During the week I was lucky enough to have someone phone me and ask if I was interested in a truckload of cow candy (shredded sugar cane mulch with molasses)  - of course I was, so approx 13 cubic metres of mulch was delivered -  that’s what I call a xmas present.  As I drove in and saw this magnificent resource I changed my whole plan for the fruit trees.

A lot of the mulch was still in compacted blocks so we used this to make surrounds for our fruit tree hole, over the holes we placed  compost bins that we already had, add some minerals, food scraps and mulch into the bin (compost bin) and for the rest of term 4 these will be used as a compost system, using the students food scraps and mulch,  and  will continue to break down over the holidays building up our soil fertility for our fruit trees early next year – a brillant solution (on site) for our problem of hard soil.  And don’t boys (and some girls) just love to dig, they could not have been happier digging those fruit trees holes (and they were very deep) and piling the mulch into wheelbarrows. 

I would love to borrow these students and put them to work on my property,  I would have everything finished in a day.  Students just love getting struck into their edible school gardens and they are very proud of them.  Each week we also do some cooking in our make shift kitchen, on the rare occasion we use a recipe (Coleslaw, Noodle salads, Rice paper rolls for example) but most of the time it is left to them to create their own recipe and work as a team bringing that together for the class, it works very well and we have some mouth-watering recipes.

Jack & Michaels recipe.  Tomatoes, nasturtium flowers, lemon balm, fennel, kale, silverbeet, snow peas and spring onions (all from our garden)  salad dressing; raw sugar, soy sauce, olive oil and vinegar combined.  Mix together.     Its all so simple, 100% nutritious,  grown by the students and eaten by the students.  I am at my proudest when I see my students eating the fresh food from their vegetable garden.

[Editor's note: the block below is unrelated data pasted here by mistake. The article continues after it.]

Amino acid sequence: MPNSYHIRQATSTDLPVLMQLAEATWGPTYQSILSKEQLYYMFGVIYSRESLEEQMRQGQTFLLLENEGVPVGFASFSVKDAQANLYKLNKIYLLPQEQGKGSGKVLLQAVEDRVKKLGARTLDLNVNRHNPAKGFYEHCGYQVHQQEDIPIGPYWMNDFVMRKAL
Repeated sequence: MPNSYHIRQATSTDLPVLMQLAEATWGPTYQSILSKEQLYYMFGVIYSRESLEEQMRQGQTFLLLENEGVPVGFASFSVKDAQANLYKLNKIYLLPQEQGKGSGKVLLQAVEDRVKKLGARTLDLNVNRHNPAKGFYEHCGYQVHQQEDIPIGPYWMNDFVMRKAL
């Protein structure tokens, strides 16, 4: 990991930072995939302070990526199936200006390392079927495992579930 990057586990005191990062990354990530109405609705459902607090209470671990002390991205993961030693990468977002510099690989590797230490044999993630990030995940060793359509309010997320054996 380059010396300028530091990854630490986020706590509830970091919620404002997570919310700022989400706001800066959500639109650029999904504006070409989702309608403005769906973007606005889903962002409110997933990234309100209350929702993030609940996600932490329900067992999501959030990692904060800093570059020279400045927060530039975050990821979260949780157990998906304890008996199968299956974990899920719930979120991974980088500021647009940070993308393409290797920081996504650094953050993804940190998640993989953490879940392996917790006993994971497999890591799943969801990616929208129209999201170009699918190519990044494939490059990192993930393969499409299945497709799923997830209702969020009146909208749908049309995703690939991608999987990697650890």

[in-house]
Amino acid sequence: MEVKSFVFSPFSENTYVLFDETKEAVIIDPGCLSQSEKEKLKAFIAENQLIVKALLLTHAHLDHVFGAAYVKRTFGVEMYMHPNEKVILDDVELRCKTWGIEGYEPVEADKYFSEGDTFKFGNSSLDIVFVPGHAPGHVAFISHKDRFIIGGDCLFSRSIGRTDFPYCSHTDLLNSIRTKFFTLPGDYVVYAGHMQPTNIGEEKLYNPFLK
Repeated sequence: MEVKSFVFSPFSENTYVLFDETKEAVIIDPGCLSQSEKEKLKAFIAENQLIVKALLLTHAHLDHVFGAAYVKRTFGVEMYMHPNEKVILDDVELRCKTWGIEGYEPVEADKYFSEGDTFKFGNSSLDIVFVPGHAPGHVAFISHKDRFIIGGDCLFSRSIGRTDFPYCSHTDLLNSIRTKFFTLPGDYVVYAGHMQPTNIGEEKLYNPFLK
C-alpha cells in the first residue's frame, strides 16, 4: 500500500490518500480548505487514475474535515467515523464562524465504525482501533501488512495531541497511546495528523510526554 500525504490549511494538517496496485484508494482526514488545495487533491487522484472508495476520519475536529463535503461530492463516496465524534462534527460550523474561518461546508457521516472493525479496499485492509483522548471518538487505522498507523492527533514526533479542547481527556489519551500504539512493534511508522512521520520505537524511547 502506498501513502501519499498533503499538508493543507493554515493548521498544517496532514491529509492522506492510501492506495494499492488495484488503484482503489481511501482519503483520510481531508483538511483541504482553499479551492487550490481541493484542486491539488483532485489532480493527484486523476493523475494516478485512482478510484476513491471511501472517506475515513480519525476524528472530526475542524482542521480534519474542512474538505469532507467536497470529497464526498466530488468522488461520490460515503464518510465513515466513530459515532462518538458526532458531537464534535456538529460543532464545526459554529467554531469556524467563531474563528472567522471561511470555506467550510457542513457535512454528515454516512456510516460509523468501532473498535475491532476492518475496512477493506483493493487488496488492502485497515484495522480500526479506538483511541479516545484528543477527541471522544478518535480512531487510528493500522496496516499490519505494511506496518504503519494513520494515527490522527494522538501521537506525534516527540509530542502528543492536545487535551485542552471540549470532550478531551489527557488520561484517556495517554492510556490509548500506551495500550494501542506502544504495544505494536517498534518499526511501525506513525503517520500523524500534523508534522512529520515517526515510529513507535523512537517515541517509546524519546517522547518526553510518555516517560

The students want to create their own newsletter about their Edible School Gardens, we will get that off the ground next year – this will be one paper you won’t want to compost!!!

Pacific Paradise Update 2012

2012 Our first day back and it is a very busy day. We have a green manure crop, that is taller than me, that needs to be cut down and turned in. Green Manure is our soil building program, we plant the crop at the end of term 4 and turn it in at the start of term 1. The students love this day as the whole class can participate and it only takes minutes to give instructions then everyone is busy. This year the 4 classes that are involved with the edible school gardens program have moved into classrooms in front of the garden , they can enjoy looking out to their garden all year round and keep an eye on students that have been sent out to do jobs during the week.

 We have 4 priorities for term 1 & 2, plant native/bush tucker plants, plant kids snack trees, have a harvest festival and to hand the program over to the garden classes/teachers before my funding finishes.Thanks to Coolum Native Nursery for donating the following plants for our native/bush tucker garden. We also planted our Kids snack food forest ; Acerola cherry, Grumichana, Jaboticaba, Lemon myrtle, Miracle Fruit, Mulberry and Passionfruits. There are still many other fruits the children wanted to  plant. The students were involved with deciding which plants they wanted, or which plants are appropriate for their garden.

Even though on the Sunshine Coast we have had an incrediable amount of constant heavy rain this year, our edible garden still managed to flourish. Parents were invited to be part of our Harvest Day in June. As always its a hive of activity as classes harvested the freshest food from our garden.Workstations were set up for students to cook with parents. Students dressed up as farmers and activities were organised in the garden to add to the festive feeling. All the food was brought together to a central room and served out, picnic rugs set up and the students enjoy a meal that they all cooked. Lots of colour, lots of flavour, lots of fun.

July 2012 The project has now been handed over to the 4 classes that have gardened with me. It is always a sad day saying goodbye to the students (and teachers) and the students cant understand why I cant be there all the time, how do you explain funding of healthy projects only lasts for a certain period of time.

I have loved working at Pacific Paradise State School, at every level of this school from groundsman, super tuckershop cooks, teachers, office girls, cleaners, admin and principal I was supported in and with the Edible School Gardens program. It is such a pleasure to be supported at every level and such a joy. The students were so enthusiastic, not only running out for every garden class but also spending their lunch breaks working in the garden with me. 

Eco Films filmed the Edible School Gardens DVD mainly at this school and the school allowed us to recall the program for 12 months. Just such a delight to have taught at this school and I will miss you all so much.